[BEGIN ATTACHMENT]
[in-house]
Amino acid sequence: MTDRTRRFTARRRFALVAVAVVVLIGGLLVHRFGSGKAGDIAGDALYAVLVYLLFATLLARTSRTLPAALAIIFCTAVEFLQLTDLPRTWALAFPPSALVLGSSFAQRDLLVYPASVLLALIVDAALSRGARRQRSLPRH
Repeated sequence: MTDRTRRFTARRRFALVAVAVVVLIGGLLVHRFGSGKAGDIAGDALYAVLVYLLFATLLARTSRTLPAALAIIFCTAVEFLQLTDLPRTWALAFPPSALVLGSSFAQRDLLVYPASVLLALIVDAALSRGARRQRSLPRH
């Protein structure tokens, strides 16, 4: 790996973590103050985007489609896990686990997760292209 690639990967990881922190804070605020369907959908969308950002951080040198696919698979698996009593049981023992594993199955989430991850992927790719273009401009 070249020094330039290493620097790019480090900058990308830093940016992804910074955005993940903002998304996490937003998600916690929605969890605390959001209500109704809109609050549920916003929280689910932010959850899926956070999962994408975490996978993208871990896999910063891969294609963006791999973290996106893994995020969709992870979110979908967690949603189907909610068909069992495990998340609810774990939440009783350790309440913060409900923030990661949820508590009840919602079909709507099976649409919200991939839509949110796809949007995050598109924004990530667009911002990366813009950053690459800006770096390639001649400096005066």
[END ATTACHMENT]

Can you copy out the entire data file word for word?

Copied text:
[in-house]
Amino acid sequence: MTDRTRRFTARRRFALVAVAVVVLIGGLLVHRFGSGKAGDIAGDALYAVLVYLLFATLLARTSRTLPAALAIIFCTAVEFLQLTDLPRTWALAFPPSALVLGSSFAQRDLLVYPASVLLALIVDAALSRGARRQRSLPRH
Repeated sequence: MTDRTRRFTARRRFALVAVAVVVLIGGLLVHRFGSGKAGDIAGDALYAVLVYLLFATLLARTSRTLPAALAIIFCTAVEFLQLTDLPRTWALAFPPSALVLGSSFAQRDLLVYPASVLLALIVDAALSRGARRQRSLPRH
């Protein structure tokens, strides 16, 4: 790996973590103050985007489609896990686990997760292209 690639990967990881922190804070605020369907959908969308950002951080040198696919698979698996009593049981023992594993199955989430991850992927790719273009401009 070249020094330039290493620097790019480090900058990308830093940016992804910074955005993940903002998304996490937003998600916690929605969890605390959001209500109704809109609050549920916003929280689910932010959850899926956070999962994408975490996978993208871990896999910063891969294609963006791999973290996106893994995020969709992870979110979908967690949603189907909610068909069992495990998340609810774990939440009783350790309440913060409900923030990661949820508590009840919602079909709507099976649409919200991939839509949110796809949007995050598109924004990530667009911002990366813009950053690459800006770096390639001649400096005066």